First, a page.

EXCLUSIVE: Robert Zimmerman on Eric Holder's investigation of George

George Zimmerman's younger brother and strong public supporter has much to say. Photo: AP

FLORIDA, July 22, 2013 — The Department of Justice is continuing an aggressive investigation into whether or not George Zimmerman violated the civil rights of Trayvon Martin. This is in spite of the fact that an FBI investigation last year cleared Zimmerman of racism, and the ACLU backed down on demanding civil rights charges against him due to fears of double jeopardy.

What does Zimmerman’s brother and prominent public supporter, Robert, have to say about this?

SEE RELATED: Obama race speech confirms Zimmerman trial dangerous to Bill of Rights

“I know the DOJ is within their rights to investigate anything they want,” Robert Zimmerman explains in a guarded manner. “I’m concerned that there is a new standard emerging whereby entities in our government investigate or take action against people simply on public demand.

“How [does] an investigation now make a lot of sense? As I understand it, the FBI is the investigative arm of the DoJ, and as I understand it, they have turned every stone to find any indication of racism, and have found quite the opposite to be true.”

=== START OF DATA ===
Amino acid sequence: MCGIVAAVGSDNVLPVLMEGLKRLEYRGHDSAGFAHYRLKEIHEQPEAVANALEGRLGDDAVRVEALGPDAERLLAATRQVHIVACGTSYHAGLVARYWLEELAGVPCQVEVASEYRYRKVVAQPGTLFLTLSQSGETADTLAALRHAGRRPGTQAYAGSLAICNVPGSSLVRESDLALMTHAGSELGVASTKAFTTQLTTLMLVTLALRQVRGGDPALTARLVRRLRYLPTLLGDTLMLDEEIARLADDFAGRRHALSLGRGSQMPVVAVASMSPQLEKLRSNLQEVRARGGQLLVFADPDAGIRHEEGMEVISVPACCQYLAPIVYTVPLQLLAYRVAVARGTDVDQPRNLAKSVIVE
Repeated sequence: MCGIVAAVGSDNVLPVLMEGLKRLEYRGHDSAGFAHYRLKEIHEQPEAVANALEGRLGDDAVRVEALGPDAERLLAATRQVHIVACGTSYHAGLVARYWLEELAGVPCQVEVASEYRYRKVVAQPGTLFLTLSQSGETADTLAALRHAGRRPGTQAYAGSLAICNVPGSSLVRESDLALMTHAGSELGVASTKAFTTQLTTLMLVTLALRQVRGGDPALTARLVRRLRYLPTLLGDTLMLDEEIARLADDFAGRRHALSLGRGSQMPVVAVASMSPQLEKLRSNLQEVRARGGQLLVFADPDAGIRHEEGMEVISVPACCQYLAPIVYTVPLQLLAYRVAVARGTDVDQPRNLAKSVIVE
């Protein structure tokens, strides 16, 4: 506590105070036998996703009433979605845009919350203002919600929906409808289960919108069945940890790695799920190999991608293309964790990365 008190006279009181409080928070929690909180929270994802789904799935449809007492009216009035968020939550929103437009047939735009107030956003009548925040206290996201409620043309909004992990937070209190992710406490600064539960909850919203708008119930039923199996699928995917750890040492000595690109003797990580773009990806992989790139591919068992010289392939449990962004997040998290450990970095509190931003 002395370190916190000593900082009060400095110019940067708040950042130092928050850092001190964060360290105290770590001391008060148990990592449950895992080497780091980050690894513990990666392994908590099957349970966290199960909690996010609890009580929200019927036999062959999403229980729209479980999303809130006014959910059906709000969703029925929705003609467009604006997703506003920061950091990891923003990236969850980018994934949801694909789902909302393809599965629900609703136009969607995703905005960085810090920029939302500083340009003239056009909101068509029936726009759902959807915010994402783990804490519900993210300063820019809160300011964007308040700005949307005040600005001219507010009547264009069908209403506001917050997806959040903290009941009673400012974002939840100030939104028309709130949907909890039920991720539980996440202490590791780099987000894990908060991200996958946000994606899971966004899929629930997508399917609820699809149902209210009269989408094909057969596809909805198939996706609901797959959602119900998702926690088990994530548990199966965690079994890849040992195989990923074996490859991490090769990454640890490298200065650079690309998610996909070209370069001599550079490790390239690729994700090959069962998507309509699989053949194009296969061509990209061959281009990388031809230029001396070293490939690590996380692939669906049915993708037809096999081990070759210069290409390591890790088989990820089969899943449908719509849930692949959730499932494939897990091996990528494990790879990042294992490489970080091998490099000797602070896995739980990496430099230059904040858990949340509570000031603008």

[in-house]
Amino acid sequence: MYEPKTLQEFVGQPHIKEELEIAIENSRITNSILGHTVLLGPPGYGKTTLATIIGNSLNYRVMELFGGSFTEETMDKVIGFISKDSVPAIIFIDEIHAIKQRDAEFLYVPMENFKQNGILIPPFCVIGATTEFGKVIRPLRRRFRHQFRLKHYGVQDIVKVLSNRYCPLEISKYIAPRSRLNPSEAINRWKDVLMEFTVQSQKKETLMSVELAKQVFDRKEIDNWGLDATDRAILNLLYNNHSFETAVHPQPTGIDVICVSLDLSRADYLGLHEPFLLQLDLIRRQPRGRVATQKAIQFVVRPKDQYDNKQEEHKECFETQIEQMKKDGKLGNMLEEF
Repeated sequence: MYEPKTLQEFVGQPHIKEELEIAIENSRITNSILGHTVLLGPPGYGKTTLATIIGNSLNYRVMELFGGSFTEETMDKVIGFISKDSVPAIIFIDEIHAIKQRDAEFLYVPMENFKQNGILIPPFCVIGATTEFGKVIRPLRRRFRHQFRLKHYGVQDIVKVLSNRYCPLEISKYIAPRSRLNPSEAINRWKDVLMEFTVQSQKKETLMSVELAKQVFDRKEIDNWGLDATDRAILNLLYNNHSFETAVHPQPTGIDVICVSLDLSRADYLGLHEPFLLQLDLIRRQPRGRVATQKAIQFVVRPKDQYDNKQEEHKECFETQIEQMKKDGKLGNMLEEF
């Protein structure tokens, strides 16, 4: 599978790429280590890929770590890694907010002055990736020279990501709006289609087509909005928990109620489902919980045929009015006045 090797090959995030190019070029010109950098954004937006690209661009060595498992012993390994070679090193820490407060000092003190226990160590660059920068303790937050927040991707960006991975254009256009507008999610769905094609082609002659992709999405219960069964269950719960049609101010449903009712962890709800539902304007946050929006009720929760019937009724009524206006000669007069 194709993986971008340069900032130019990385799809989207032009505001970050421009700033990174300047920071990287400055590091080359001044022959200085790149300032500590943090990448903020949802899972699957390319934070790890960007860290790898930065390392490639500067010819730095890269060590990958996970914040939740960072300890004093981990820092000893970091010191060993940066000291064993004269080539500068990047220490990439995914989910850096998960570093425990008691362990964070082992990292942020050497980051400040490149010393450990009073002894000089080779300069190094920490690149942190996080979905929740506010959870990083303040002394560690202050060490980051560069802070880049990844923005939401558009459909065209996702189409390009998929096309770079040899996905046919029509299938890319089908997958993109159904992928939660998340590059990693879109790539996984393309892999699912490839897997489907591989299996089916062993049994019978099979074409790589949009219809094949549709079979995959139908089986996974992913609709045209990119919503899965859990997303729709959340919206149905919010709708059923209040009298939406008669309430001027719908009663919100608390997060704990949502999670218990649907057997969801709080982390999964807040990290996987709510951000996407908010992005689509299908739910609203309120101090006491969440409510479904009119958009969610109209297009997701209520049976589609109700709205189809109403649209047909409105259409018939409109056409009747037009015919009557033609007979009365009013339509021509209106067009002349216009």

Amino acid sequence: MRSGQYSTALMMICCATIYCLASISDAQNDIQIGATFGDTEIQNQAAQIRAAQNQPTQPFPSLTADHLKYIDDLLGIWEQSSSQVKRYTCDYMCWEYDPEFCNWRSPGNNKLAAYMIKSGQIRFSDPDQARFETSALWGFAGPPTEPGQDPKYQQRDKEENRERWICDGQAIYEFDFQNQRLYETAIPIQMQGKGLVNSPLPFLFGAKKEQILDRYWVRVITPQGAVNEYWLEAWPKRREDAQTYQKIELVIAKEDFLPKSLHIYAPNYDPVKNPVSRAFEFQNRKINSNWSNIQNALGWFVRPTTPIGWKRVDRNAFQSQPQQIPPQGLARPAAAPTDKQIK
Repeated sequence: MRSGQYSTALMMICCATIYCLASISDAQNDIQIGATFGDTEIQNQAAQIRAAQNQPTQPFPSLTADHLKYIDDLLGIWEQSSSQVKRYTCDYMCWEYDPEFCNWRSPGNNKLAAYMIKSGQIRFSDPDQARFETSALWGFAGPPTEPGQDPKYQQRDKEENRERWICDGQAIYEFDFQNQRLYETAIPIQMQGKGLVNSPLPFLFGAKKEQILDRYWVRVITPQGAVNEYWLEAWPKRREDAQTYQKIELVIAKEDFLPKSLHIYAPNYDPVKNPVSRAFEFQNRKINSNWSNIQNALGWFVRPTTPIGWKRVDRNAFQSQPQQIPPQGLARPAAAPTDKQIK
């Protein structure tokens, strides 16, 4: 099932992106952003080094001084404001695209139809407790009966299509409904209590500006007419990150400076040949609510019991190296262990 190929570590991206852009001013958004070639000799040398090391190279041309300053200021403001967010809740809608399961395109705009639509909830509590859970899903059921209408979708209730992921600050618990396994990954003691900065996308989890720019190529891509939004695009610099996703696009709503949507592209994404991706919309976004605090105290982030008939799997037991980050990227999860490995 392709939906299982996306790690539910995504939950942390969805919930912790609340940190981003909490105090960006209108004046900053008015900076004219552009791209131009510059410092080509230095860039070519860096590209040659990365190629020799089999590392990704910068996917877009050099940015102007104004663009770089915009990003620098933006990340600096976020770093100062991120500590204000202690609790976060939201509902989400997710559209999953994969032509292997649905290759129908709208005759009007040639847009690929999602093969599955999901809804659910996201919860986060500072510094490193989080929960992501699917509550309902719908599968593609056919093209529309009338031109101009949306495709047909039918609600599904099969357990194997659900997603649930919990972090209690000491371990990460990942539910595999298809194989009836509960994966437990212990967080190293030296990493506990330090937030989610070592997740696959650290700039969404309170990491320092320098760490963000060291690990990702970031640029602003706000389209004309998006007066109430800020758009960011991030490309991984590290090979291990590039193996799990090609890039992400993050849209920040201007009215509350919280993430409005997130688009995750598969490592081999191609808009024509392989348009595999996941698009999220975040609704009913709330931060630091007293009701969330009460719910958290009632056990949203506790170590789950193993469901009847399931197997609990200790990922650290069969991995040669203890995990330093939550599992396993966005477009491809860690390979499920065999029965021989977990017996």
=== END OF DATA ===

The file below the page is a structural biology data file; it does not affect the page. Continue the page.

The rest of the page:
The DOJ’s investigation did not materialize from thin air. Many people pressured the agency to open an investigation against George Zimmerman — just as they pressured the State of Florida to file charges and prosecute him — and many of these are members of various social activist groups.

What does Robert think about these groups and their supporters, specifically in terms of their push to investigate George?

SEE RELATED: Robert Zimmerman on George, coming out as gay, and brotherhood

“I’m worried that groups who might be exploiting a tragedy continue to move the goal posts, and they will never be satisfied with any outcome,” he says. “I remembered most of those groups wanted an arrest in the beginning. Later, they would call for a fair day in court. When the jury was empaneled, they would call for us all to respect the verdict.

“When the verdict was not what they wanted, they called for more investigation, which may or may not ultimately lead to more prosecution. I think America would be better served by all of us focusing on what we can learn from this situation, and how we can unite behind the things we can agree on, as opposed to continuing to polarize our country along racial lines.”

Far-left? Far-right? Get realRead more from “The Conscience of a Realist” by Joseph F. Cotto 


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Joseph Cotto

Joseph F. Cotto is a social journalist by trade and student of history by lifestyle choice. He hails from central Florida, writing about political, economic, and social issues of the day. In the past, he was a contributor to Blogcritics Magazine, among other publications. He is currently at work on a book about American society.

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